Foraging is

both hunting and gathering.

Some plants throw themselves at us: "pick me, pick me!". Some fall at our feet, literally, like the aspen. Some hide really well in the wild - I'm looking at you, nettle - and some become rampant in the garden, offering far more than we can use - I'm looking at you again, nettle.

Plantain - what I know

(Originally published 26 September 2014 here )

I remember walking barefoot down gravel roads as a kid, my sneakers tied together by their laces and hanging off my shoulder.

When you walk barefoot, you learn to walk where the soft plants grow. Along the edges of gravel roads and on every foot path on the outskirts of that prairie town grew a flat leaved plant that was cool underfoot. Plantain.

The ins and outs of plant medicine

(Originally published 17 February 2015 here )

There's an awful lot about plant medicines that can't be understood by scientific study under a microscope, yet has been understood and exploited by humans until quite recently in our history. But now that we know about chemicals & such, we're obsessed with them, and can't see past them.

Explaining this to the average Westerner is really difficult. The terms I want to use - spirit, for instance - are so co-opted that what I say won't necessarily be what is heard. So bear in mind that as I write I can only indicate what I mean approximately, and that it can only be fully understood by experience with the plants themselves.

No such thing as a failed experiment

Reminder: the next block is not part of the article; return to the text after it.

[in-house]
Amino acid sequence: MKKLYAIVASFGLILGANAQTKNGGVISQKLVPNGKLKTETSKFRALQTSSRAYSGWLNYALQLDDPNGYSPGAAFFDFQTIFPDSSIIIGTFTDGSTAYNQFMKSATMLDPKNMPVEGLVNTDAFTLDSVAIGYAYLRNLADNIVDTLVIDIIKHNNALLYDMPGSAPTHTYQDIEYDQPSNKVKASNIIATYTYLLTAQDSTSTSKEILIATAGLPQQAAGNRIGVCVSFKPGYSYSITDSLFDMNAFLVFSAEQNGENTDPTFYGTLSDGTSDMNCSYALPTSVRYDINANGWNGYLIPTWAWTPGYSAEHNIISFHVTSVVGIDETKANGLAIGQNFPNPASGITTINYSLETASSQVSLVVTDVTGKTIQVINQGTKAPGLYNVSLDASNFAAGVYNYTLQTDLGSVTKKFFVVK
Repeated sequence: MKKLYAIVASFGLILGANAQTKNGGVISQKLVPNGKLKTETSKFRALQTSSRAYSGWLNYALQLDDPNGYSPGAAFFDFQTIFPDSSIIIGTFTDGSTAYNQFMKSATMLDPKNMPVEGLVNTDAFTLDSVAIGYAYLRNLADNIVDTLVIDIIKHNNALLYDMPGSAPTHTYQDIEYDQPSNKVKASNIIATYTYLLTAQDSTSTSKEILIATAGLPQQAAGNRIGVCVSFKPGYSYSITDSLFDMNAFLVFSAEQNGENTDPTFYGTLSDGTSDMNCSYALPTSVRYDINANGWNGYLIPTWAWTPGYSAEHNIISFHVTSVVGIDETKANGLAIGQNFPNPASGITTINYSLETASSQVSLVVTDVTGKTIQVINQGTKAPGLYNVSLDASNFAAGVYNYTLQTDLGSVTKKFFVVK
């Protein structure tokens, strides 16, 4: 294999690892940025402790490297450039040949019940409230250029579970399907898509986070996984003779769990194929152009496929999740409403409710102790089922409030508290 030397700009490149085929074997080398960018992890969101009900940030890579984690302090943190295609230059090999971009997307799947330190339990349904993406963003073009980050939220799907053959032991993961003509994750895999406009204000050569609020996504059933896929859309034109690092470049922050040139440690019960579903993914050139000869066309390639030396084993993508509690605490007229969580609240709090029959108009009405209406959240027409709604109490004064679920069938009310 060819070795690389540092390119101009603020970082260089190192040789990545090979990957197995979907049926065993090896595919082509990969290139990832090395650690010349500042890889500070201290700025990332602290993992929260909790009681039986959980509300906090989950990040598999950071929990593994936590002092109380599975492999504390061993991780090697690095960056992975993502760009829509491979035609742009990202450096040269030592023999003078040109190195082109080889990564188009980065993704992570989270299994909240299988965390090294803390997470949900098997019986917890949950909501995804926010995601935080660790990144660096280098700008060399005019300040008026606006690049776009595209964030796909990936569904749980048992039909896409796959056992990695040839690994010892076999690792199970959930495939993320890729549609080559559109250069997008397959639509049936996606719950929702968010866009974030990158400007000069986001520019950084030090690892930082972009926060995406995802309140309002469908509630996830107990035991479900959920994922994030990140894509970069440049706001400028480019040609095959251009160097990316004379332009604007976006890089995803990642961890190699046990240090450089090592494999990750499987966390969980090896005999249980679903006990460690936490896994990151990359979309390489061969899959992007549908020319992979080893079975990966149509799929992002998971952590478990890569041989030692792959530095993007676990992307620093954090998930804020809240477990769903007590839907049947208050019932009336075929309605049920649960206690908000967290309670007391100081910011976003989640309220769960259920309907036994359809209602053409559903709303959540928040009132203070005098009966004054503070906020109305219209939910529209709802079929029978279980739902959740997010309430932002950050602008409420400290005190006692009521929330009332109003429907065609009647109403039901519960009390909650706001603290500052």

(Originally published 23 June 2014 here )

That's what my high school science teacher used to say. "You always learn something, even if it's not what you set out to learn." So it is with gardening, to be sure.

This year's experiments?

Well, there was the cold frame fiasco, wherein I gave the mice a little feast in early spring and learned that stinging nettles and dandelions hate growing under glass.

Do nettles clear toxins through the scalp?

We've all heard by now about testing strands of hair to get a bead on the levels of heavy metals in the human body, yes?

Nettle tea rant

(Originally published 29 April 2015 here )

Under the surface, your writer is ... seething.

Yes! I'm angry. It's about one of those things I should expect, I should just shrug off. I should get over myself. But dammit to hell, it's just not right. It's morally wrong and it's downright dangerous and it pisses me off.

Superficially, this is about teabags.

The prickly nature of stinging nettles

(Originally published 14 September 2014 here )

I love me some nettles. You know I do.